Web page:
Equipping Your Reimagine Journey
Church. Gather. Differently!
Phil Miglioratti • The ReimagineFORUM
As the nation begins to “reopen,” the right of churches to gather has become highly politicized. For some, the cry for reopening is an act of patriotism based on what they consider their constitutional right. Others claim the precious principle of freedom of religion while some protest in anger. Some congregations have defied the ban to meet together (some also ignoring social distancing) and a few have sued the government for a return to business as usual.
Regardless of your perspective, I ask you to look at the how the church is responding to the reopening issue from the viewpoint of those the Church exists to invite or influence. Whether a congregation gathers in blatant defiance or even quietly resumes their normal schedule, many observers have only reactive/negative images that will invariably lead them to reach wrong conclusions about the heat and soul of the Church.
As I ponder our situation, I find these questions bothersome:
What would happen if, rather than clamoring for our rights, we broke out of our standard operating procedures and designed new ways of proclaiming God and blessing our communities?
What could God do through the Church if we began to view this virus-crisis as an opportunity to reshape cultural stereotypes (judgmental, irrelevant) as we demonstrate the heart of God (love, sacrifice, forgiveness; John 3:16-17)?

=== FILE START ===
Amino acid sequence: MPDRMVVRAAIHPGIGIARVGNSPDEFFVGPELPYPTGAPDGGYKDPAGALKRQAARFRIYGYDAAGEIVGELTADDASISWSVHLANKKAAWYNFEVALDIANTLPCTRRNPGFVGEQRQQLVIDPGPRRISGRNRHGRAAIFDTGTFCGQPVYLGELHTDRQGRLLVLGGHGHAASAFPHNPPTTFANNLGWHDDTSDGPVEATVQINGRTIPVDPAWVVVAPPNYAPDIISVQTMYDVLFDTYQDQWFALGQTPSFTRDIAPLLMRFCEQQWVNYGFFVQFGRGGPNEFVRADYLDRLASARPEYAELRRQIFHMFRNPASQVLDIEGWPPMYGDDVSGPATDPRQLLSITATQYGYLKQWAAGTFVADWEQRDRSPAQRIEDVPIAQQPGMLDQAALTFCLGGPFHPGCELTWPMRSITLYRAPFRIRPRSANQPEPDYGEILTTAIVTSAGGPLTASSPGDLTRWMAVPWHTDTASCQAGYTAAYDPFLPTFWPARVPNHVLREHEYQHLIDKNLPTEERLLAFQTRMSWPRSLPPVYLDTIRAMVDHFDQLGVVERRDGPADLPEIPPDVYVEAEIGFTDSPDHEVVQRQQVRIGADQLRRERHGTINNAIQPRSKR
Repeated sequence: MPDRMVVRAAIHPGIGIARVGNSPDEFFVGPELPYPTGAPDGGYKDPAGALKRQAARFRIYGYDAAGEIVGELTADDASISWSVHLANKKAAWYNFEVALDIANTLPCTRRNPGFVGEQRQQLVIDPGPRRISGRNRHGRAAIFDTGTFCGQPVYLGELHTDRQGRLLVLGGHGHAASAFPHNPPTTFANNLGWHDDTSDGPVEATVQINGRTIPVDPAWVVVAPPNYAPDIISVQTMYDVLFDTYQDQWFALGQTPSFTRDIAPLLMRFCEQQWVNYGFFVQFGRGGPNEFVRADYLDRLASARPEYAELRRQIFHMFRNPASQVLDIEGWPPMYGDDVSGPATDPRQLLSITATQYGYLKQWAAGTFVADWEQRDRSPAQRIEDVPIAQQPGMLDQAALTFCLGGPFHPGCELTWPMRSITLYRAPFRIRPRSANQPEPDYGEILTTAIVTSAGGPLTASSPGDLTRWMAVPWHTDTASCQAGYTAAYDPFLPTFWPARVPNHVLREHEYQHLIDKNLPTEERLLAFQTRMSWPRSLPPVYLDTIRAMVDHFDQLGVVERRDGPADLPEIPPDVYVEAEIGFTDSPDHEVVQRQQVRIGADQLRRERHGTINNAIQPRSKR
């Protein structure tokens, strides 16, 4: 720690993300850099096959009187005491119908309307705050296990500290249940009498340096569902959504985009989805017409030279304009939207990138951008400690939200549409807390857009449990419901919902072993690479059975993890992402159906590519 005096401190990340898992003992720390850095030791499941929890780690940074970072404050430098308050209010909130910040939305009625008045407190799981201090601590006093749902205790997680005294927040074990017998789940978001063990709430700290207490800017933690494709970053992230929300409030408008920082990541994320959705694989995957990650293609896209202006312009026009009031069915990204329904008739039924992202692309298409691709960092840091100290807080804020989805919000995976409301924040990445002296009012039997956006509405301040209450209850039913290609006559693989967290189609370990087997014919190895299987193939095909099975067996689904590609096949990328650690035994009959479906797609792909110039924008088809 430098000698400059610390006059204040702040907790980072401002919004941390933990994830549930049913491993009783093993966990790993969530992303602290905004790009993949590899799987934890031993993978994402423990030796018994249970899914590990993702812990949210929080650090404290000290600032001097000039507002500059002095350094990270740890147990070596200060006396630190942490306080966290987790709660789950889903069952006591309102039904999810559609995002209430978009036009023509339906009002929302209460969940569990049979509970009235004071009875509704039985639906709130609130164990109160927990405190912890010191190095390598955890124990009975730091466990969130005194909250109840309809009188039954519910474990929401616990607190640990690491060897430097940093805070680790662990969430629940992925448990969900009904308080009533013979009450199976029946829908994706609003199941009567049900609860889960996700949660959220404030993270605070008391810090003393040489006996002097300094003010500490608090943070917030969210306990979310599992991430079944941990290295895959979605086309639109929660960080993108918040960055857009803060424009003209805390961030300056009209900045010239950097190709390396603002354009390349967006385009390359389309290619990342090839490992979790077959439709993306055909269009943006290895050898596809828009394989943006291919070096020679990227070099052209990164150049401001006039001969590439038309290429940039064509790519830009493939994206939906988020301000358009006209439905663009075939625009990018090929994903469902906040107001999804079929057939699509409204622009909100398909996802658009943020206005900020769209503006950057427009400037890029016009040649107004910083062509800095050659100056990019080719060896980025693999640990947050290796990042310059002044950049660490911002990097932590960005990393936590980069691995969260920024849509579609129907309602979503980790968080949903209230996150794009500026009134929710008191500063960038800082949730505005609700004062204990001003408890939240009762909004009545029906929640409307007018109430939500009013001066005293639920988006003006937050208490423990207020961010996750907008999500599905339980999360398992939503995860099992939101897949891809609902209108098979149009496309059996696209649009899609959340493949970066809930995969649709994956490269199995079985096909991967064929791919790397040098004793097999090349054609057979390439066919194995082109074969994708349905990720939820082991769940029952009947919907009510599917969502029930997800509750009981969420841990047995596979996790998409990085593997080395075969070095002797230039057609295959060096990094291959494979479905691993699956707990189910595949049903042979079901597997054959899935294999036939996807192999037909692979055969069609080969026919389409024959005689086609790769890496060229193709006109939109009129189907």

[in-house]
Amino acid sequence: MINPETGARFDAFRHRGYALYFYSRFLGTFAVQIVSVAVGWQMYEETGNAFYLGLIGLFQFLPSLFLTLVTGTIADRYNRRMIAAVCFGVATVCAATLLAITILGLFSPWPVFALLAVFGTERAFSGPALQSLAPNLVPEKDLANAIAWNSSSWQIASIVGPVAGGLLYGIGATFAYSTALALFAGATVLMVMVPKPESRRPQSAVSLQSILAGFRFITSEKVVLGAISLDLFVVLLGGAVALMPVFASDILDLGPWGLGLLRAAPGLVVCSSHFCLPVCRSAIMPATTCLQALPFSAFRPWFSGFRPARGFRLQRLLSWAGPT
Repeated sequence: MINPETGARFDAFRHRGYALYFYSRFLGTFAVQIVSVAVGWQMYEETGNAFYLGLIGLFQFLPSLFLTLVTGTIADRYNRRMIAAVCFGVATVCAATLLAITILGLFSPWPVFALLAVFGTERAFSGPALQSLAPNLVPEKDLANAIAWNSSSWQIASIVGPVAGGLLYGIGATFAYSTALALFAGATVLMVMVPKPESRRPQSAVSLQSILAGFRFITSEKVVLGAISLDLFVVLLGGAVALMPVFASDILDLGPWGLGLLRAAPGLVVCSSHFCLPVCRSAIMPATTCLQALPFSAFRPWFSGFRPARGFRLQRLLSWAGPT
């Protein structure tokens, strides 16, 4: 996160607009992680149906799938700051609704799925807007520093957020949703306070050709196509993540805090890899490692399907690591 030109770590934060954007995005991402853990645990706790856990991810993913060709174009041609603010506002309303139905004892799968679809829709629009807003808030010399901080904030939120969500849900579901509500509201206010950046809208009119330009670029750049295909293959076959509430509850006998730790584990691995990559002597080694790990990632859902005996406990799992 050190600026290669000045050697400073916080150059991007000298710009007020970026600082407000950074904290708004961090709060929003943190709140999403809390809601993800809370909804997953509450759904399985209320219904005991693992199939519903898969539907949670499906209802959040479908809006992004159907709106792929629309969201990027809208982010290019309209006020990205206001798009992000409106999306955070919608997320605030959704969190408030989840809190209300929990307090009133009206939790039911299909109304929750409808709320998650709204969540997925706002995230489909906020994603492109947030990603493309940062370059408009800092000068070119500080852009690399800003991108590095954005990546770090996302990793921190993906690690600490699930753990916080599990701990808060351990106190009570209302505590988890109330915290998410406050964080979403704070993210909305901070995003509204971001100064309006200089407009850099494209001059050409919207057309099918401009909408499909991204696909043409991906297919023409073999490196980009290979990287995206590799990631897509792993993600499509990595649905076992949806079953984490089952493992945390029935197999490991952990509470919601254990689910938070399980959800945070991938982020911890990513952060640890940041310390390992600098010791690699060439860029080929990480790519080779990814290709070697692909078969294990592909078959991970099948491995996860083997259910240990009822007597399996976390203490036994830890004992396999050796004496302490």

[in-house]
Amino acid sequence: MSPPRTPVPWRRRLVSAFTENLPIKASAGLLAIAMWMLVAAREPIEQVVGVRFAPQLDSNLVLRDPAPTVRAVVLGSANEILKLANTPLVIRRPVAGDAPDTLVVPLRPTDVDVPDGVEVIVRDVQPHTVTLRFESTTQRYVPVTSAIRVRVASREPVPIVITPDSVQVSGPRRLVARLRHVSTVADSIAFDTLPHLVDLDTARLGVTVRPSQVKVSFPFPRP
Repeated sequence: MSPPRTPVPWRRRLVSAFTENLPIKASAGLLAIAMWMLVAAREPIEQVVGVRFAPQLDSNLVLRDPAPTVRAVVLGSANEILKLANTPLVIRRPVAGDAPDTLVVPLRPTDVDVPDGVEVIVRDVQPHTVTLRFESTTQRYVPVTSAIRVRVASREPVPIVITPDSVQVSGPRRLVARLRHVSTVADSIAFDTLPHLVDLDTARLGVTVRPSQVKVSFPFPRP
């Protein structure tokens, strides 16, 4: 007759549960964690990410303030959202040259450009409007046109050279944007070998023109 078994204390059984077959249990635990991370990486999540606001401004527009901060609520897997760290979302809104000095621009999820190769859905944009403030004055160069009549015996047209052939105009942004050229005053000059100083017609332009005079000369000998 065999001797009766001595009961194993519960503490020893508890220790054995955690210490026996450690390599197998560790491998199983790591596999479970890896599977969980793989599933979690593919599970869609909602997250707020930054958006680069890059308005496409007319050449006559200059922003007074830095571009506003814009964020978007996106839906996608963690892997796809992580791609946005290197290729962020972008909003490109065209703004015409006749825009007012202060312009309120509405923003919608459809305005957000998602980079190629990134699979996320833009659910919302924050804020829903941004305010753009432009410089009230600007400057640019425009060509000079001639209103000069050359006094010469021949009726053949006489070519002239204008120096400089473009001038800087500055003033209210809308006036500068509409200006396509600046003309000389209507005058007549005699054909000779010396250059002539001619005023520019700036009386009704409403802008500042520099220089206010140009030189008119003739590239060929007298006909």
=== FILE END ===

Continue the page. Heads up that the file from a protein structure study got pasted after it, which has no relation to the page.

What if we express our right to gather in ways unexpected but appreciated, even welcomed.
What if we gathered; not defiantly but joyfully; not in our seats but out in the streets?
What if we promote a gathering to honor and bless and pray for First Responders?
Church, we are right now in a Kairos moment.
Reimagine Church in this unique moment in history to gather - -
in small groups (5-7) outside your building to praise (parade) and pray (circles)
Then, each family or small group walks/drives to a:
Church, you have the right to fight. Fight, differently. Use this unique opportunity to show and tell the Gospel with acts of kindness by serving others in an attitude of love. Reach. Then preach. And teach.
Michael Horton recently noted, “Our churches right now look like Fox and CNN. You can tell when you walk into a Fox church and a CNN church. The ideology, not the gospel, is the priority.”
It’s a worrying and saddening trend, Horton observes, that many churches have become enclosed by contemporary partisan bubbles. Our true calling is to be a community that transcends these divisions: “no longer strangers and aliens . . . but fellow citizens” in Christ (Eph. 2:19).
The thing about bubbles is that you rarely realize you’re living in one. A bubble is translucent, giving you a sense of being in touch with reality when, in truth, your perception is more skewed than you think.
How can we identify if our churches have become bubbles? Here are three signs..Keep reading>>>